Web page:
(Bloomberg) -- Poles took to the streets in protest against plans supported by the conservative ruling party to tighten what are already some of Europe’s most restrictive rules on abortion.
Parliament reopened debate this week on a proposal seeking to ban abortion in cases where the fetus is irreversibly damaged. The proposed legislation would tighten restrictions that already forbid the termination of pregnancies in all cases except rape, incest and when the mother’s or the fetus’s life is in danger.
In the Polish capital some 55,000 people demonstrated near parliament and the ruling Law & Justice party’s headquarters, according to estimates from Warsaw municipal authorities, nearly 10 times more than expected by the organizers. Smaller protests were held in major cities, including Poznan, Krakow, Gdansk and Szczecin.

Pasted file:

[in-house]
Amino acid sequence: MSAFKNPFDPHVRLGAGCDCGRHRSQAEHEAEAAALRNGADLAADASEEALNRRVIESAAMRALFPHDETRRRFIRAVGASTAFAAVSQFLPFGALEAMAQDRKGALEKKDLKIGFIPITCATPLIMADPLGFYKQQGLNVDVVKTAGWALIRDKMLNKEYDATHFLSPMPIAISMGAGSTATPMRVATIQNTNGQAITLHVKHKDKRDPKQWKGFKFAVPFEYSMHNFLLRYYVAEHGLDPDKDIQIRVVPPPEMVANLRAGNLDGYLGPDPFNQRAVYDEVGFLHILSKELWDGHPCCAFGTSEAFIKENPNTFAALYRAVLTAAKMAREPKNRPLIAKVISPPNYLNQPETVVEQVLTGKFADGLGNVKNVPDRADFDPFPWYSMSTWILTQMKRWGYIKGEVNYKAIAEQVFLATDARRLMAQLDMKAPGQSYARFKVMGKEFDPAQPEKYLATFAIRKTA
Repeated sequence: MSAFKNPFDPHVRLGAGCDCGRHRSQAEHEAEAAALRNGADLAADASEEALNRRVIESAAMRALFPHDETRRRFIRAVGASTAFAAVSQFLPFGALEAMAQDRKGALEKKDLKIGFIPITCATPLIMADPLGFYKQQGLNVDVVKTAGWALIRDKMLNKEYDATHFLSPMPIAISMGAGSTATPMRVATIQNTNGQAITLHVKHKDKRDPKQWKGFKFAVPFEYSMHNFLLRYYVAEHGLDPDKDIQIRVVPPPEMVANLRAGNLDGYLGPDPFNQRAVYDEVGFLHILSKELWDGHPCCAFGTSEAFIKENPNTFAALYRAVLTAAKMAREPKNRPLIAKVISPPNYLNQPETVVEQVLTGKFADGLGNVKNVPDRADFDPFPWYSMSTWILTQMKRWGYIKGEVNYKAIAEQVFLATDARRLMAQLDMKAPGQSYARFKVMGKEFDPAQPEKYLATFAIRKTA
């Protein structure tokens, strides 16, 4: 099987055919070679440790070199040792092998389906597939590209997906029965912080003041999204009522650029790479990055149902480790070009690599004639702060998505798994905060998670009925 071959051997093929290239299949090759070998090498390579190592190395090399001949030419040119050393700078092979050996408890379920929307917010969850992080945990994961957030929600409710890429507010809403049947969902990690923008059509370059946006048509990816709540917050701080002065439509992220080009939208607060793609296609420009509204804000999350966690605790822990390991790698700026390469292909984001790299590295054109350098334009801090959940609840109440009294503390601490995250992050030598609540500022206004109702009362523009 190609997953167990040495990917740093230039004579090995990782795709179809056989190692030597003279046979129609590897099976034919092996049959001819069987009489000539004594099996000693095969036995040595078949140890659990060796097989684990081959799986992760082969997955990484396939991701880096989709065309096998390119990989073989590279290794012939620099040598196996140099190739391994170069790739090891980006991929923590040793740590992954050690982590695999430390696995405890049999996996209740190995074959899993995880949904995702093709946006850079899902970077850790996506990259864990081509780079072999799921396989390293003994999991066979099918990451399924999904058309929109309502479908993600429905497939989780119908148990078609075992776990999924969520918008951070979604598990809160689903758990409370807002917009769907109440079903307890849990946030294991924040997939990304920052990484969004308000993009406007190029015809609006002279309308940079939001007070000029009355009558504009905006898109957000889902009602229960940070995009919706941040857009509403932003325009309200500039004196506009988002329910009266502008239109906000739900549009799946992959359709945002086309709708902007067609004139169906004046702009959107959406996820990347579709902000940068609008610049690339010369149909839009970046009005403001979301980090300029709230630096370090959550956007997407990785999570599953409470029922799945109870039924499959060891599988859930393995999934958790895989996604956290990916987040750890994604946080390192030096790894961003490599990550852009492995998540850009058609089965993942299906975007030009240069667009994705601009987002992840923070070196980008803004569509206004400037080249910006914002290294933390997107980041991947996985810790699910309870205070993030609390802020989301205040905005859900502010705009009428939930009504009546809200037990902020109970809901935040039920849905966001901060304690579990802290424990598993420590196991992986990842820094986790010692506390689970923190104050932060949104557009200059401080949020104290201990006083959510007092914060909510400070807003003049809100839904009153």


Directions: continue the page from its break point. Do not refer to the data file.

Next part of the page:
Law & Justice, which has vowed to return Poland to its Christian roots, took up the issue again after a 2016 plan to implement a near-total abortion ban failed in the face of demonstrations that attracted more than 100,000 people. The Polish Catholic Church weighed as well, saying that prolonged parliamentary proceedings were a source of concern.
“There are six countries in the world where the church has reached its goal and abortion is totally banned,” said Bozena Przyluska, one of the organizers of the march. “Women are dying there in illegal abortions or sit in prison for attempting them. We can’t allow that to happen.”
Nils Muiziecks, the Commissioner for Human Rights at the Council of Europe rights watchdog, urged Polish lawmakers to reject the bill. He said it would further restrict women’s sexual and reproductive freedoms and put Poland at odds with its international human-rights obligations.
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